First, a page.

A pool based on a king’s lavish baths

Dwarikas pool, fit for a king, by Daniel Scott
Dwarikas pool, fit for a king, by Daniel Scott

Opened in 1977, and evolved by his family ever since – Dwarika died in 1992, leaving his daughter Sangita and grandson Vijay, to carry on his vision – the hotel now has 80 rooms.  Although located on a busy Kathmandu street, the way it is built, with rooms and public spaces facing inward, it is infused with a sense of peace, with the noise and bustle immediately left behind when you step inside.

I don’t have long to explore on this first visit, with a day visiting World Heritage sites with sister company Kathmandu Travels and Tours  – kathmandu-travels.com – ahead, but it is the combination of cultural authenticity and palpable tranquility, along with the warm staff and excellent food, that make Dwarikas an ideal introduction to the Nepalese capital. 

There is, too, time for a pinch-myself moment when I swim a few lengths in the hotel pool, based on a king’s lavish baths, and for a visit to the adjacent workshop, where skilled craftspeople continue the work of restoring historic ornamental pieces to their former glory.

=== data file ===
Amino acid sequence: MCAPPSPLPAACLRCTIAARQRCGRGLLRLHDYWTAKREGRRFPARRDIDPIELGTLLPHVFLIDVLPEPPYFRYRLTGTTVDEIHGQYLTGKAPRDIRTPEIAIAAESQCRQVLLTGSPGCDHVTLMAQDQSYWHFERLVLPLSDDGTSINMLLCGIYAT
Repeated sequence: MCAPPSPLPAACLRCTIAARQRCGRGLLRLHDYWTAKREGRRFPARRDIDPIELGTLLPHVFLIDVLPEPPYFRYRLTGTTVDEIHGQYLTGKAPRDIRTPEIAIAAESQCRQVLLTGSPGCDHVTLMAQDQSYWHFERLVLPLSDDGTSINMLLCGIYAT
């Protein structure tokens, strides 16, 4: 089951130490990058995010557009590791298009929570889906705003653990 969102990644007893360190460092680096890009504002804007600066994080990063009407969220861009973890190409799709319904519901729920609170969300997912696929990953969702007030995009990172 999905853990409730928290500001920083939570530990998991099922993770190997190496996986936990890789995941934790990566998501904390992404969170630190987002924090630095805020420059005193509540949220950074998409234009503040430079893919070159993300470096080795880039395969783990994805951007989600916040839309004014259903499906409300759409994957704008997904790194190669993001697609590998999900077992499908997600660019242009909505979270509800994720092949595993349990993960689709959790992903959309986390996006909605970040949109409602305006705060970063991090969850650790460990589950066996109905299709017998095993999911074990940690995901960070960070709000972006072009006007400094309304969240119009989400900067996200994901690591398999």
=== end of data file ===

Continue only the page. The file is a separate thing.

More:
Dwarika's Hotel Kathmandu, Nepal
Dwarika’s Hotel Kathmandu, Nepal

Post trek massages in the spa

Twelve days later, after one of the adventures of my life in the Himalayan mountains, I arrive back at Dwarikas for a second night, this time staying in an expansive heritage suite, overlooking the courtyard in the main building. 

The same meticulous attention to detail I’d noted on my first stay is even clearer in my suite, with its larger elements like its exposed wooden beams, a lavish four-poster king-size bed, corner daybed and huge ensuite bathroom complimented by period furniture, alcoves displaying terracotta and carved ornaments and splashes of colourful symmetrical patterning, in cushions and rugs throughout. 

The Dwarikas Hotel in Kathmandu
The Dwarikas Hotel in Kathmandu

To be honest, one afternoon, night and morning are not long enough in this atmospheric suite, but I have reservations at hotel restaurants for lunch and dinner and an important post-trek massage booked in the spa.

Unforgettable food